Starbucks' San Francisco Seating Controversy, Explained

In January 2023, The San Francisco Standard published an article titled "Where have all the chairs gone?" addressing the rising number of San Francisco Starbucks locations that had removed all their seating options and switched to only serving coffee, Pink Drinks, and pastries to-go or to customers willing to stand at high-top tables and bars. The trend has continued, and SF Gate reported that the Castro Starbucks removed all of its seating in March, leaving customers without places to comfortably gather over cups of coffee.

For patrons and workers of the chair-less locations, the motivation for the coffee chain's decision to remove seating, close restrooms to the public, and cover outlets inside the stores is clear. 

Barista Kyle Trainer, who works at the Castro location, told SF Gate he believes the interior changes are a response to people experiencing homelessness and mental illness, saying Starbucks prefers to "remove the seating, close the bathroom and not deal with it."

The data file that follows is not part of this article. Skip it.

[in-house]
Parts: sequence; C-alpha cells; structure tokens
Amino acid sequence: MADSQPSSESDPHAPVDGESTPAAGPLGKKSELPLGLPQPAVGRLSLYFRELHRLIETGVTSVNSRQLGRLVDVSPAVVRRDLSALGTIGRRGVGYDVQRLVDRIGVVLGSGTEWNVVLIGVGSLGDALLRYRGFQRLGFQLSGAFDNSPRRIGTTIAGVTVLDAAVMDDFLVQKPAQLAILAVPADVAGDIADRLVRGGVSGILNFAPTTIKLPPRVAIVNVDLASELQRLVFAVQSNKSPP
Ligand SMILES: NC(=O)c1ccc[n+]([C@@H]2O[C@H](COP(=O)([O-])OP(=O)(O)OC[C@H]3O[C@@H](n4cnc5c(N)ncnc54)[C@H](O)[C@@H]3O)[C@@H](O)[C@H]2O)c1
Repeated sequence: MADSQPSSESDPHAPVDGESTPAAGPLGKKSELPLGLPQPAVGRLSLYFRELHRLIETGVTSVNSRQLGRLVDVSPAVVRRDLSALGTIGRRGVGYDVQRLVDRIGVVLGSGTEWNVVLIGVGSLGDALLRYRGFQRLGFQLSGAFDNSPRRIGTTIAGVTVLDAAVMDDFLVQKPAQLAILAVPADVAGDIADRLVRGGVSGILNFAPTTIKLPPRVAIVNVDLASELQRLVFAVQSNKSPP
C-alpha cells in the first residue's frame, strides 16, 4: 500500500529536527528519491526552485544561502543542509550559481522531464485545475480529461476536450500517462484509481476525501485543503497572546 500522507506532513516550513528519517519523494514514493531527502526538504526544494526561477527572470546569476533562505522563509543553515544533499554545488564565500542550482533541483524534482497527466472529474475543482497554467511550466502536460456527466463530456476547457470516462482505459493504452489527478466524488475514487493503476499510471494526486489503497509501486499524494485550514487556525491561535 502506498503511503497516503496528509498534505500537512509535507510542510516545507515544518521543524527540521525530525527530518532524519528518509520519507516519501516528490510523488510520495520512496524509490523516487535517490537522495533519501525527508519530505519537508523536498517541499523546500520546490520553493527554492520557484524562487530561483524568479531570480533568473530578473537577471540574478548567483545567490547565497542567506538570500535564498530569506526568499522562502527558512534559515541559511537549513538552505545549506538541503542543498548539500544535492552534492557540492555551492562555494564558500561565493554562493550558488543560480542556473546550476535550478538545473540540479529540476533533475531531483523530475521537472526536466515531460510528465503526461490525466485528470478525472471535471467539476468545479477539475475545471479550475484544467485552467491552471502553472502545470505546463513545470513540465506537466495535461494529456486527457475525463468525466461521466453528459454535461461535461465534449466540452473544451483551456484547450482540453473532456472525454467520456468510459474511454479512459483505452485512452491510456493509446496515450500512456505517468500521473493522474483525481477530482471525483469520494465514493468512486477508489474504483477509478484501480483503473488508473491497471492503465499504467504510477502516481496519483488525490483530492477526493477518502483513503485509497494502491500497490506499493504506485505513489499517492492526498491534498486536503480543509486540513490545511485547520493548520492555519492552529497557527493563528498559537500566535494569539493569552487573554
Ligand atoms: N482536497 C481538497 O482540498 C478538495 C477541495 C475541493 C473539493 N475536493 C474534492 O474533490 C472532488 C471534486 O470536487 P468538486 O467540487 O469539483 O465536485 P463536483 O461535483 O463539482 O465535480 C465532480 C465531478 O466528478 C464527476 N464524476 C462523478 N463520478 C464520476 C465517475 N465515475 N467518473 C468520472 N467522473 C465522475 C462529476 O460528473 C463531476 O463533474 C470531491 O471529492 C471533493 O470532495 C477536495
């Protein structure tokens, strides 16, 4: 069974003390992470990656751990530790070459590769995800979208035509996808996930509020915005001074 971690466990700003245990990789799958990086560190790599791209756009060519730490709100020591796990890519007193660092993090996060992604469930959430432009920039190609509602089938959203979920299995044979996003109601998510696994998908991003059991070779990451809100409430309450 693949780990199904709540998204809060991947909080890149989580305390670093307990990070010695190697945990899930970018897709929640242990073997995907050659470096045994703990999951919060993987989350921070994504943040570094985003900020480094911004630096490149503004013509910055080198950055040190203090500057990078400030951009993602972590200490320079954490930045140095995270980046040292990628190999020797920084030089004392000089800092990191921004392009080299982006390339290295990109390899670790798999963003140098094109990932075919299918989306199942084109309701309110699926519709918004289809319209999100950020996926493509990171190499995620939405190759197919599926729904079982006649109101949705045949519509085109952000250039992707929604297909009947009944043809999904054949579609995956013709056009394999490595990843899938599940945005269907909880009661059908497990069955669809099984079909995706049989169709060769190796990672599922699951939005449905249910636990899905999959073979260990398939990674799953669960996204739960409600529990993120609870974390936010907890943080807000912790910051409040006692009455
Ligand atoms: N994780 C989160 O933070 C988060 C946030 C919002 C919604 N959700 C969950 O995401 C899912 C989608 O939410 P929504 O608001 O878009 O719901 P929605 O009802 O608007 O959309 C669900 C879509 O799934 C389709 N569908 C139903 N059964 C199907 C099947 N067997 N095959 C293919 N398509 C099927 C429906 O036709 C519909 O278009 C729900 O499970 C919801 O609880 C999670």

It's Trainer's opinion that Starbucks, rather than educating employees about managing potentially difficult patrons, is simply eliminating those problems, taking what Trainer calls, "the easy way out, regardless of how their workers or customers feel."

Starbucks insists it's not targeting the homeless

When The Standard reached out to Starbucks to ask why seating had been removed from several downtown locations, the company spokesperson said "local leaders" made the decision. They explained that during Covid-19, Starbucks gave more power to individual locations to make operating decisions about their stores, and that some locations have not reversed their seat-free policies since then. 

The Starbucks spokespeople told SF Gate that changes inside stores like covering outlets and removing seating aren't intended to target people experiencing homelessness or mental illness, but rather that all customers are welcome as long as they observe the company's Third Place Policy, which lays out prohibited behaviors like drug use, profanity, sleeping, smoking and "improper use of restrooms."

The regional manager who made the call to remove seating at the Starbucks Castro location declined several requests from SF Gate to comment about the matter, but shift supervisor Greg Zajac explains that during the Castro Starbucks remodel he learned that the location — which is one of the many Starbucks stores that has unionized in recent years — has been designated a "high incident location" by the company. 

Zajac says employees had no say in the decision to eliminate seats, but many are critical of the decision. He says, "We're fighting to get them back."